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Racist USA: Hate has no place in America

Morgan Cathey and Timothy Schneider

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On Aug. 12, a “Unite the Right” rally was held in Charlottesville, Va., to protest the removal of a Confederate statue of Robert E. Lee. The event was called one of the largest white supremacist events in U.S. history. A state of emergency was declared when protesters and counter-demonstrators clashed. Additionally, Heather Heyer was killed and 19 others were injured when a car plowed into anti-racist protesters.

Morgan Cathey: In the 1960s, the KKK was protesting civil rights, and black people were rightfully scared to walk the streets alone. Roughly 50 years later, black people still have a reason to look over their shoulders and watch their backs. Because nowadays, KKK members don’t wear hoods. Whether it’s the police, the cashier at a supermarket, or the next-door neighbor, racism still lives in our towns; racism still lives in America.

Timothy Schneider: While the 1960s were a time of high racial tension in America, from the time the original 13 colonies were formed to the day someone is reading this paper, the United States has been a cesspool of racism. In April 2011, future president, Donald J. Trump said, “I have a great relationship with the blacks. I’ve always had a great relationship with the blacks.” On April 28, 2016, the KKK endorsed Trump for President.

MC: It confuses me that people are surprised by the recent spike of activity by hate groups. How could you be surprised when our country is being led by Donald Trump? In a 1990 interview, Trump’s then wife, Ivana Trump, told her lawyer, Michael Kennedy, that Donald kept a book of Adolf Hitler’s speeches by his bed at night. Just in case you need a reminder, Adolf Hitler was the original leader of the Nazi Party, the same party that was at the front of the white supremacist riot in Charlottesville.

TS: I’m continually asked by people of all ethnicities, why is it that I “make everything about race”? After Heather Heyer was murdered, it’s clear that race and racism are still a huge problem in our society.

MC: Yes, and it has also hit closer to home. Since the rally, the city of Muskegon has become a place of active racism. There have accounts of vandalism in the form of racial slurs, accounts of the noose that was hung outside an elementary school with a largely black population.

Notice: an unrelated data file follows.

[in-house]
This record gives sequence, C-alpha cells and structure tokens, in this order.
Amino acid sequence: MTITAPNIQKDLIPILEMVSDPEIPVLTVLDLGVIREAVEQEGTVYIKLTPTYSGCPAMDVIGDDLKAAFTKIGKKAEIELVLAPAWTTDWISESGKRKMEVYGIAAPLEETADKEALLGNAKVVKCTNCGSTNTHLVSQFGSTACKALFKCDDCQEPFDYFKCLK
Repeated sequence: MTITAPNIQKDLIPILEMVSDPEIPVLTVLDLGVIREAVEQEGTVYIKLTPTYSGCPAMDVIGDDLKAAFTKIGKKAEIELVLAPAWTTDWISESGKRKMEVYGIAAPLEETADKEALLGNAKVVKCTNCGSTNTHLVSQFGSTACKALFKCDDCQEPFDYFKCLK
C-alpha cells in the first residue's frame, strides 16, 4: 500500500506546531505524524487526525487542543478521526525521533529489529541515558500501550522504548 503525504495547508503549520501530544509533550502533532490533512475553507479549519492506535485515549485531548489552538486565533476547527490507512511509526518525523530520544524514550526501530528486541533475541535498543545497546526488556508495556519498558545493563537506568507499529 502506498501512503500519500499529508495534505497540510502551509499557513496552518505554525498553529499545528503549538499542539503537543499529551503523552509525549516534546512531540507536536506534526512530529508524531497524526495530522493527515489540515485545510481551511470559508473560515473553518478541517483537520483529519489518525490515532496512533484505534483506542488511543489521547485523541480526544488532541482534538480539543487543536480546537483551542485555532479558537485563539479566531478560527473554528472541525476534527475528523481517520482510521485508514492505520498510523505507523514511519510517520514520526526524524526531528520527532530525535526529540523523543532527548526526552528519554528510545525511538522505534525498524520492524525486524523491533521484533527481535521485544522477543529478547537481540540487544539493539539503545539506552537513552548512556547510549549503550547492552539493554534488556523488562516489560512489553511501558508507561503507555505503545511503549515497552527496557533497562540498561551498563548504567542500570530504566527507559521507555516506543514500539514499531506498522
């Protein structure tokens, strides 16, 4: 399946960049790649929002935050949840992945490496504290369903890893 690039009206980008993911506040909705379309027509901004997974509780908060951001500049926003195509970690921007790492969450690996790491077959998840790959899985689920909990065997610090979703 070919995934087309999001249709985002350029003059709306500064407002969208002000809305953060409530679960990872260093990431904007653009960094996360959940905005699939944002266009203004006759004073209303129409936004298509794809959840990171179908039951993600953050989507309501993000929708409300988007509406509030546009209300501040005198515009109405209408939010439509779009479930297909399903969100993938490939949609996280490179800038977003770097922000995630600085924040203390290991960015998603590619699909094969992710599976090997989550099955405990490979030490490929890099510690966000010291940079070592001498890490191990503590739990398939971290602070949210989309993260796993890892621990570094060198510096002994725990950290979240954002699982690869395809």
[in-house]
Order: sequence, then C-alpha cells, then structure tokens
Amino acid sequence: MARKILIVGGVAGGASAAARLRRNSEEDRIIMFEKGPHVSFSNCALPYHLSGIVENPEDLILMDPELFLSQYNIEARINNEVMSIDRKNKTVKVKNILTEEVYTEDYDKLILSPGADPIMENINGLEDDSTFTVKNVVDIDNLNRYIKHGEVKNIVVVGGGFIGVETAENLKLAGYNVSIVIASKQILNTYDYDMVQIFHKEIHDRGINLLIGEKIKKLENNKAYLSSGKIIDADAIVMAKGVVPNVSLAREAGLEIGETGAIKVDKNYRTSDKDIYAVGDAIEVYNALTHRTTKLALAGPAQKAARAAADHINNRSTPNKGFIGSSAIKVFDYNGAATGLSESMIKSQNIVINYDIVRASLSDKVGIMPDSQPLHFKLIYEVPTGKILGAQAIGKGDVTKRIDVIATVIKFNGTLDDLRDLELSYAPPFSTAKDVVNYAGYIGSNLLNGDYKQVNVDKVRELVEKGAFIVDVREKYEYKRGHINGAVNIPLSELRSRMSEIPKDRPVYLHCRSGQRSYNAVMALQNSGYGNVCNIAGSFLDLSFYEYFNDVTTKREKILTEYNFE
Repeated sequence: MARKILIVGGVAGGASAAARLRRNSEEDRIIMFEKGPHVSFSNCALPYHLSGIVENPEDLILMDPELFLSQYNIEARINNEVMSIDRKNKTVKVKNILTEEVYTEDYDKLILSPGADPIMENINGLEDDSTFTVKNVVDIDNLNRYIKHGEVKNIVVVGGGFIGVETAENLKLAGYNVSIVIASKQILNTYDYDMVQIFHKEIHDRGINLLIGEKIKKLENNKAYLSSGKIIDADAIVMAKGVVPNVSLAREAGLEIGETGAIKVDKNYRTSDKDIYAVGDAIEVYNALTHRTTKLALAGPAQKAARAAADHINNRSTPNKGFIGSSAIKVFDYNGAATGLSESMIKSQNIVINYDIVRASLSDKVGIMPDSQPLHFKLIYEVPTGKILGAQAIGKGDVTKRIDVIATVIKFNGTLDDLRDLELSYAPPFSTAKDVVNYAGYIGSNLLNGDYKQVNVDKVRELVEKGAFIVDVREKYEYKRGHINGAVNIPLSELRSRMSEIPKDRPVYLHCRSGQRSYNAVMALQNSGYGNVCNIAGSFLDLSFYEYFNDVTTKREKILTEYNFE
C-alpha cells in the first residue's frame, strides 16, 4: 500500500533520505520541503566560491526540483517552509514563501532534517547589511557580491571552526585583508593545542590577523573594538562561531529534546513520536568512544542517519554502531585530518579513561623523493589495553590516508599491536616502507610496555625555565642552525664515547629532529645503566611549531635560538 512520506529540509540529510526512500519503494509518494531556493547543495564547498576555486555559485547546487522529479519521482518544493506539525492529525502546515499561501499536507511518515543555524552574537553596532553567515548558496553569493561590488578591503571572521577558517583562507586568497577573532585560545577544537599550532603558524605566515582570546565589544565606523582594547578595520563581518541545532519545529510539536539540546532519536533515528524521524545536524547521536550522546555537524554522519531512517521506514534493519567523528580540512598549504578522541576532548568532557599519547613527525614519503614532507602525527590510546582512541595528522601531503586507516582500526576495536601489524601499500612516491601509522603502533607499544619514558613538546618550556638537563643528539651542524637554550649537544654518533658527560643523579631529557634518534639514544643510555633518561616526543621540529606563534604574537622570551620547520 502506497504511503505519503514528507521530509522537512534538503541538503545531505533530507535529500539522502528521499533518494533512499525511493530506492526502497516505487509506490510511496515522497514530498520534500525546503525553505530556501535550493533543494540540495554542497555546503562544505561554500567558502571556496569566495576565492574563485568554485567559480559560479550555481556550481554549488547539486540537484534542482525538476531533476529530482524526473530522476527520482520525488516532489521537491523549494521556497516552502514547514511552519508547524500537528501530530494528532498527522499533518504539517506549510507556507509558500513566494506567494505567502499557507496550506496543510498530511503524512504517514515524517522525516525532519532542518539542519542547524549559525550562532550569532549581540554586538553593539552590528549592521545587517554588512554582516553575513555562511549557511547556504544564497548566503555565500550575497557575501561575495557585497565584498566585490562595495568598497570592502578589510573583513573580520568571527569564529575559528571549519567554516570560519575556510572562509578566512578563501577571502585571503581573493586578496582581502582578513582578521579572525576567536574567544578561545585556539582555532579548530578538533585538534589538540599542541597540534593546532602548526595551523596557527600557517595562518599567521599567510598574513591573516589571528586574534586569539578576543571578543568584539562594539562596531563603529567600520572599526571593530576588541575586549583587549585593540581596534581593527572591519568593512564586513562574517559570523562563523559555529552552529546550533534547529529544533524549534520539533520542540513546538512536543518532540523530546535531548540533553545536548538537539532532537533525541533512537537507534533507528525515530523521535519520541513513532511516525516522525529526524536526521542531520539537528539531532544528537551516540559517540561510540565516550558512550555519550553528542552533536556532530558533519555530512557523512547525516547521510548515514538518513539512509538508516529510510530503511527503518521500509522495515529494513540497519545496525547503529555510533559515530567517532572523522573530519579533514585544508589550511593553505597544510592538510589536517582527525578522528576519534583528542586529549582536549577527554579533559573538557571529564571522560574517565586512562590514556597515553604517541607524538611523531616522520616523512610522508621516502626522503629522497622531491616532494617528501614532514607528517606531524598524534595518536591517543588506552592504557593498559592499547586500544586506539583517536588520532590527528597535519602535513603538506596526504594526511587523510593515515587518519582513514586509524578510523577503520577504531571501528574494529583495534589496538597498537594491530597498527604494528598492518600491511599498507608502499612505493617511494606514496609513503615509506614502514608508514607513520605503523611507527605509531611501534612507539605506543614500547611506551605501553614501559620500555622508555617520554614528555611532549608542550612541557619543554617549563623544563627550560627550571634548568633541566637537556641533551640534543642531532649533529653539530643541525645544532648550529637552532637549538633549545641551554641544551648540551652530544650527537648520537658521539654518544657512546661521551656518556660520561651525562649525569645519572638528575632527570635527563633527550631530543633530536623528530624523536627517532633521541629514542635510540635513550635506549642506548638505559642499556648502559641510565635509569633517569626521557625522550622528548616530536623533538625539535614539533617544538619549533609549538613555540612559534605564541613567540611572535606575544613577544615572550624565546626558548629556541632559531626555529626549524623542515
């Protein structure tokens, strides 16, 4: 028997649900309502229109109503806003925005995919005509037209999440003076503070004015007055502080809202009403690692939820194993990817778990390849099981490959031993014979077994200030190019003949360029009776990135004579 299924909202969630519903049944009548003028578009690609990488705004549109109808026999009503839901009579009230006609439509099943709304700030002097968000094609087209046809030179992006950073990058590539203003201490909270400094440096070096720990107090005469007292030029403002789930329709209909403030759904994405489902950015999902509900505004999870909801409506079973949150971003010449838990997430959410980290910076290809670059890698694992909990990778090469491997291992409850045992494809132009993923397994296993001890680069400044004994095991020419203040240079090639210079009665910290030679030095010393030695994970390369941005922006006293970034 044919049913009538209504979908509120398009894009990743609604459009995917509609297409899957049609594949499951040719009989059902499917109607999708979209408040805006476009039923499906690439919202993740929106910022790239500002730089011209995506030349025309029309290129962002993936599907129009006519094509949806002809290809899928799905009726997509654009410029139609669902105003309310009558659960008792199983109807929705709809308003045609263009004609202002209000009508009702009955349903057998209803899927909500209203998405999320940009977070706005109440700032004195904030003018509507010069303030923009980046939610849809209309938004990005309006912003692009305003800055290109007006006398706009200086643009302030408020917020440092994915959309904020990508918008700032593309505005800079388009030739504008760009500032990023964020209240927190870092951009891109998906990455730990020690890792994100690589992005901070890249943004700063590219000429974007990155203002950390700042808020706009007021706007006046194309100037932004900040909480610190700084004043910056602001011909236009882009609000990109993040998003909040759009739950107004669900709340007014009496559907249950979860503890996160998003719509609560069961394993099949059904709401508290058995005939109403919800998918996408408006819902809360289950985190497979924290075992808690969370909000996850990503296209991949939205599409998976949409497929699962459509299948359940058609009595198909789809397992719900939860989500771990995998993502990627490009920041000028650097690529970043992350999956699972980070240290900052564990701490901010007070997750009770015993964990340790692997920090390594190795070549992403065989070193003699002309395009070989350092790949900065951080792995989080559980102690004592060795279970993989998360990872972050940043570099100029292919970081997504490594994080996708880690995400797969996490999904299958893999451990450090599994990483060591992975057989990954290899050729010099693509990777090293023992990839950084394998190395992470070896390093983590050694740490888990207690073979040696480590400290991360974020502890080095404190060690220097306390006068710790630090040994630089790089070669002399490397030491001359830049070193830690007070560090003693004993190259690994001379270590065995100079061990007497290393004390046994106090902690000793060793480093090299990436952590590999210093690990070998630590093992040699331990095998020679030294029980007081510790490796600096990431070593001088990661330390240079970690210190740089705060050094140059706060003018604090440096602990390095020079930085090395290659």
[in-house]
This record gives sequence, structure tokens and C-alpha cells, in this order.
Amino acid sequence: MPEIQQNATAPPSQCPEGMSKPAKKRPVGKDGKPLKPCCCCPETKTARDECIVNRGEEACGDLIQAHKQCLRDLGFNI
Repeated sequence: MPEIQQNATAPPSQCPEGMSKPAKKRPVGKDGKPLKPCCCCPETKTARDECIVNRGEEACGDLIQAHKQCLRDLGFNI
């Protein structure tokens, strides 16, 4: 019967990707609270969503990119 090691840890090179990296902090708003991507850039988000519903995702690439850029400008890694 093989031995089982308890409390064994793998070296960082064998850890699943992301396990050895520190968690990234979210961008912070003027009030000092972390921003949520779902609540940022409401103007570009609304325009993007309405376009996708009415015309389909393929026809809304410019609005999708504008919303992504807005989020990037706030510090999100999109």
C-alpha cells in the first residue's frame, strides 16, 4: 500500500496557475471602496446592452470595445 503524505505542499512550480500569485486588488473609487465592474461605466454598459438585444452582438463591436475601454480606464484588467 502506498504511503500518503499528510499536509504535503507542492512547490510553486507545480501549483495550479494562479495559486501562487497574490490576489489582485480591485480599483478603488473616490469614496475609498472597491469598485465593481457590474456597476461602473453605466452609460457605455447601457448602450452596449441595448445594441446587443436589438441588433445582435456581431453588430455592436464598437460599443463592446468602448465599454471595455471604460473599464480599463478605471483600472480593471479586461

TS: By the time this article is released so much more will have happened. Rallies against hate have brought out thousands in cities across the United States, but the white supremacists aren’t gone. They’re still living in Charlottesville, in Boston, and here in Norton Shores. I heard that a black couple was walking near Ladd’s liquor store and was terrorized by a group of people in white hoods mimicking KKK.

MC: One other thing is that people continue to fight about statues, which is what started the white supremacist riot in Charlottesville. Many racist people say the statutes need to stay in place because they’re a piece of history and would be forgotten if they were to be removed. This is wrong. How could keeping the statues be only about preserving history if there are Confederate statues in Arizona, which did not become a state until 47 years after the Civil War ended.

TS: But people just don’t get it. A group of white teenage boys who go to Shores created an Instagram account titled, “Long Live The Confederacy.” Naturally, I screenshot the account and posted about it because the world needs to know who supports racism. At the very least, black people need to know. The picture has been repeatedly removed, but I’m not violating any Instagram guidelines. It goes to show that even when people want to be racist in public they still want some sort of white hood to pull over their face. Matthew Guterl, a professor of African and American studies at Brown University who studies race in the aftermath of the Civil War says, “Wearing the (Confederate) flag or celebrating it, putting it on your car window or coffee table in your house, it’s a reminder to everyone, to every guest, to every person who sees it, black or white, that you are a stakeholder in the Confederate history of the South, and therefore the defense of slavery and racial prejudice.”

MC: The fact that Heather Heyer had to die for America to realize that our country has a race issue is a major problem. It’s time to sit down and have a conversation about racism.

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Racist USA: Hate has no place in America